Animal therapy was almost unheard of in the United States, until horse races in the ‘60s became popular and horses needed treatment after sporting events. Today, Animal Therapy is growing in popularity, so no matter where you are with your career, if you’re seeking a new path, animal physical therapy may be your calling.
To become an animal physical therapist, there are a few educational paths to take, but essentially, the main difference is simply that your patients are animals and not people. You can work as an animal therapist with a Masters or Doctorate degree in Physical Therapy, or with your Doctorate of Veterinary Medicine, plus state licensing.
Animals therapists help animals who have had surgery, been injured or suffer from chronic pain. Animal therapists not only speed up an animal’s recovery time but also improve their overall quality of life, all while making new friends in the process.
In the past, if an animal were to break a bone, the limbs would be immobilized with a cast, splint or brace, but after further research, therapists gathered that by allowing controlled mobility, the increased blood flow would speed up the recovery process.
Whether you have a soft spot for furry friends or are simply looking for a change of pace, here are five techniques in animal therapy that may interest you.
5 Therapy Techniques For Animals
1. Exercise Rehabilitation
Ready to train with some pooches? This type of rehabilitation benefits animals with musculoskeletal and neurological system disorders, plus, helps patients in need of conditioning or weight loss. Through a customized exercise program, animals can improve strength, flexibility and balance—all enhancing mobility and delaying any potential disease progression.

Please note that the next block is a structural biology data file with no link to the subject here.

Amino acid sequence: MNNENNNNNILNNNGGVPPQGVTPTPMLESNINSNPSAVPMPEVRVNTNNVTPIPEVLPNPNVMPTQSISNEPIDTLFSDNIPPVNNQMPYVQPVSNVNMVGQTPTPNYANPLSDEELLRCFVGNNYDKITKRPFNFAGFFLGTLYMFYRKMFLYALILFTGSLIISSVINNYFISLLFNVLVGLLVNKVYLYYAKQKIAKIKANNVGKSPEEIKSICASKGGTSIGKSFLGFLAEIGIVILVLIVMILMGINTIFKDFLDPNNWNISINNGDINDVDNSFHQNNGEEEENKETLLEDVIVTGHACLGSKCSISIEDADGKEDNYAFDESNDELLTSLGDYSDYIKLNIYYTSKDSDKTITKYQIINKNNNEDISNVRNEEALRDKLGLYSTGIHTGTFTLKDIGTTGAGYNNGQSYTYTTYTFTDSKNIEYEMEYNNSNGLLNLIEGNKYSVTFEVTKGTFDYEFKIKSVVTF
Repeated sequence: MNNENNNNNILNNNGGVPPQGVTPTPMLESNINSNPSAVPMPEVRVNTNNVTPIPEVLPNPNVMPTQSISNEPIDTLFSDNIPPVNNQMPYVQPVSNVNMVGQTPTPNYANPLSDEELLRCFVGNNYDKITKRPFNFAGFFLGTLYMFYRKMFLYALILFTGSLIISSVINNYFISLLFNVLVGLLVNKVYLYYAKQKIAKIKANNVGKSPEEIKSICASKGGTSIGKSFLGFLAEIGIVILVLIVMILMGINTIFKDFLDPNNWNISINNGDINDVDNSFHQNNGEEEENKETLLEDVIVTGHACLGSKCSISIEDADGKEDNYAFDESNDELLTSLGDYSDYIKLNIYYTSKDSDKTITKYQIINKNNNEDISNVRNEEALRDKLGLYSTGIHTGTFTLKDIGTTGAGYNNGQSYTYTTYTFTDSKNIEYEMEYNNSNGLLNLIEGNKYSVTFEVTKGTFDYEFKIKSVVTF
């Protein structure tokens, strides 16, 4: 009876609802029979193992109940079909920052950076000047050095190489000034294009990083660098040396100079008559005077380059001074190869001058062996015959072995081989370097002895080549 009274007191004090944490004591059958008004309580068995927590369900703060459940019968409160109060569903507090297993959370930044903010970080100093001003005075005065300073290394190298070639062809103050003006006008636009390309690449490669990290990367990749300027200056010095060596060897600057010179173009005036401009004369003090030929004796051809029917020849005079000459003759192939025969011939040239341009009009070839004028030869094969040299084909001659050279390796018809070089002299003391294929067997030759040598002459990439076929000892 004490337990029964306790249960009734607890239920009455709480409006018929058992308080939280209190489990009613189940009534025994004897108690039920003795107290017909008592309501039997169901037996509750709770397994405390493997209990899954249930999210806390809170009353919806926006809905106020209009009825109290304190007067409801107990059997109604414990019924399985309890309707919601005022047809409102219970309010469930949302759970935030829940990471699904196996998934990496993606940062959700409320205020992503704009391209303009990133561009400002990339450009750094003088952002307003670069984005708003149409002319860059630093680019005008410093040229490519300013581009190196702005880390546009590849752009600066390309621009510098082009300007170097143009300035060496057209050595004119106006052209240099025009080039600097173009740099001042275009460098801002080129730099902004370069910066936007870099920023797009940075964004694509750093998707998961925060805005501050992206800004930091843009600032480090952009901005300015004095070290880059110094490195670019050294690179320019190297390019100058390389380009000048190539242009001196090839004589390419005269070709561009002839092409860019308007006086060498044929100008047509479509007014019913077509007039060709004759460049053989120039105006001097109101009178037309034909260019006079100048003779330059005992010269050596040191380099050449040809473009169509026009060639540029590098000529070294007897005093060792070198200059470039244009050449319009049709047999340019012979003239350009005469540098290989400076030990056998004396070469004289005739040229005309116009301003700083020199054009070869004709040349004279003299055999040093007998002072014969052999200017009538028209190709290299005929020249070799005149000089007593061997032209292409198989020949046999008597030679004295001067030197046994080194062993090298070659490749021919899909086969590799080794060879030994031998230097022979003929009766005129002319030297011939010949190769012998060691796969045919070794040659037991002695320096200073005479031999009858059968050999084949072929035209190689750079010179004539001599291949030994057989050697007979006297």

2. Aquatic Therapy
Get your paws wet as hydrotherapy courses help your animal with hip or spine disorders. With equipment ranging from underwater treadmills to headed pools, animal muscles will benefit from various water exercises. This therapy is especially helpful to animals recovering from operations or suffering from obesity because the water alleviates pressure from the joints.
3. Massage Therapy
How would you like to massage some furry friends? Massage Therapy uses deep tissue techniques to increase circulation, reduce muscle spasms and relieve tension. This is definitely the most hands-on of animal therapy techniques and especially wonderful if you have empathy for suffering animals.
4. Ultrasound Therapy
If you can handle the occasional squirm, you may be a good animal ultrasound tech. This type of therapy helps soften and break down tissue surrounding joints and only requires a 10-20 minute session about three times a week.
5. Heat Therapy
Be a warm heart for animals dealing with separation stress or decreased mobility with age. Designed for older animals suffering from things like arthritis and anxiety, heat therapy is an alternative to dosing an animal with medication. Just like a warm bath is soothing to our muscles, heat therapy has the same effect on animals.
If you’d like your next patients to be furry with pointed ears, check out some additional information here. Happy healing!